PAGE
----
Playwright Brian Mullin shares some practical tips for supporting literacy through playwriting with primary aged students…
At a time when creativity in schools is being greatly devalued, it’s so important to remember the incredible benefits of creative writing for young people’s academic and personal development. I so enjoyed leading a session at the Creative Schools Symposium, which was focused on Creative Approaches to Playwriting with Primary-Aged Children.
Playwriting seems like a specialised skill – something that could only be introduced to older students, who are highly able, in a drama course. In fact, when introduced in a fun, accessible way, playwriting activities can be incredibly stimulating for young students. The activities are often collaborative, imaginative and they help promote the development of key skills such as literacy but also empathy. They can be used on their own or to enrich any sort of lesson.
Here are some examples of practical exercises I led with the teachers and educators who attended my session at the Creative Schools Symposium on 7 November:
Before asking children to do extended or focused writing assignments, work to activate their creativity with words. List-making, fill-in-the-blanks, or other forms of “automatic writing” (i.e. writing without thinking or worrying, without correcting or changing) will make them more comfortable offering ideas and using words in new ways…
When introducing this kind of work, I start lightly – in creative writing there is no “right answer” and there are an infinite number of ways to finish off a sentence. Start by going around in a circle and have each child finish a simple line (i.e. “Today we’re going to…”) As a group, how many ways can we finish that sentence?
Working individually or in small groups, use this technique and have students develop lists with prompts like:
- I want…
- You can’t…
- What if…
- I like…
- Why don’t you…
Be sure to use “exquisite pressure” – try to fill up the paper with as many different responses as you can. (1 or 2 min for each prompt, whatever time you choose).
Have students take their lists and use them as simple scripts, trading one line after another: “I want…” / “You can’t…” Work in pairs to develop the technique, or perform in front of the class. Ask the audience: what kind of situation could that be? As they become more sophisticated with the technique: add in simple staging (such as sitting in chairs or entering; give them characters; add in 3-way dialogue; let them choose which list they’d like to use etc.)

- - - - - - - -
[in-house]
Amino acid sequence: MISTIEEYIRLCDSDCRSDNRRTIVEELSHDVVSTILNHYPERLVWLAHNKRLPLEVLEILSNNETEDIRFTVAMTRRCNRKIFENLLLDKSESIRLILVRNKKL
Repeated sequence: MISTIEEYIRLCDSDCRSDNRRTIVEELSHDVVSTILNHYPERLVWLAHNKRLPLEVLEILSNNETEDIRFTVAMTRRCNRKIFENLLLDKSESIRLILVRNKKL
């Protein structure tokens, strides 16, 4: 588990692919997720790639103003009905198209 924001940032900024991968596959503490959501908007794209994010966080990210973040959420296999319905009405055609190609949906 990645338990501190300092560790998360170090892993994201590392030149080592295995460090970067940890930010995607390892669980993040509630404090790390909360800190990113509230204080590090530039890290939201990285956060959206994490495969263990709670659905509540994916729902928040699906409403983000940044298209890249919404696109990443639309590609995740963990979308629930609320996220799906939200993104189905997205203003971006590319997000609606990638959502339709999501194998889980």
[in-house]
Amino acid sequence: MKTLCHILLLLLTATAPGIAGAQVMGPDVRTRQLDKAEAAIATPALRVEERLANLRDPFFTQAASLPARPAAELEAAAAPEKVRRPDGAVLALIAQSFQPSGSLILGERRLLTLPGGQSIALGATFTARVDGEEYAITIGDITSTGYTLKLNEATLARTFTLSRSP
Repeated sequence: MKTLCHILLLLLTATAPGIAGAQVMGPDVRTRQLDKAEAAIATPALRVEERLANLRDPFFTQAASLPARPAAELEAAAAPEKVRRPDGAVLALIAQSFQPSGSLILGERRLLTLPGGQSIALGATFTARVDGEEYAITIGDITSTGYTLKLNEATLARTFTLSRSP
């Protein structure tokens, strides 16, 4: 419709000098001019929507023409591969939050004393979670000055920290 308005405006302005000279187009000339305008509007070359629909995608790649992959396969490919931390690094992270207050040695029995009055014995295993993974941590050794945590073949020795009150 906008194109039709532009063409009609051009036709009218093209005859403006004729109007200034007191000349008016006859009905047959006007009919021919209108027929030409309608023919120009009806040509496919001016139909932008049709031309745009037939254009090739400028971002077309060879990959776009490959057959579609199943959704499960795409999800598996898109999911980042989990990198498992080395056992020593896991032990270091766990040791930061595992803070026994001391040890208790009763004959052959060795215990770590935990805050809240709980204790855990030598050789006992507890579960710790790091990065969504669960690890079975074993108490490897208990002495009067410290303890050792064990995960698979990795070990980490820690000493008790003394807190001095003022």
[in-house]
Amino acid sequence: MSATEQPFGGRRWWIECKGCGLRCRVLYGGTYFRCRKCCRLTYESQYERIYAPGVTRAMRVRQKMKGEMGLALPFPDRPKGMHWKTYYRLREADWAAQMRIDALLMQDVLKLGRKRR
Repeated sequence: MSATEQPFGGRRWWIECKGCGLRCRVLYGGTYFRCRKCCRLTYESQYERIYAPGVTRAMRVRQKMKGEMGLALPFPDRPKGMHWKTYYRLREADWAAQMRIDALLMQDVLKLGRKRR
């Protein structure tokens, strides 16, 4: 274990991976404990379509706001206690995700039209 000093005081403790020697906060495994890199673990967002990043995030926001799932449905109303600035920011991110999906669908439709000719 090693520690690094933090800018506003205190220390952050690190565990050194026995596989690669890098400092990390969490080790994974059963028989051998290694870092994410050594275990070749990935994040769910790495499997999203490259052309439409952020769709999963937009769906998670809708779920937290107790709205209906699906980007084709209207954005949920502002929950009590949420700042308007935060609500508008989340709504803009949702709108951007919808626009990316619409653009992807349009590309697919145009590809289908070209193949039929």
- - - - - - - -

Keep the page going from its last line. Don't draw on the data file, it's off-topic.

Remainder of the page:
Learning points: Develops grammar and vocabulary, Introduces idea of dialogue, characters’ intentions, dramatic conflict, Performance skills
Find photographs of diverse range of people – different ages, genders, cultural backgrounds, professions, expressions etc. Have children make lists of descriptive words that apply to each picture: include categories like Physical words (what can we see by looking at them?) or Personality words (what do we think this person is like?). You can move onto group brainstorming questions that we don’t yet know the answer to (i.e. Where do they live? What do they do?)
Learning points: Vocabulary building, Introduces diverse range of people/professions/cultures, Understanding of character (internal/external)
Ask questions about what people in the pictures might say, and how different people speak. You can make a list of, say, different ways to greet people (Hello!, Hey…, Hi, Wassup, Yo! etc.), forms of address (Mate, Love, Darling, etc.) or lines they might say in different situations. This can be a way into writing dialogue for these characters’ individual voices.
Learning points: Differentiation of character, Variation in expressions
There’s lots more where this came from, but hopefully it gets your creative brains going. If we’re going to help the next generation grow and develop, their creativity is going to be the key!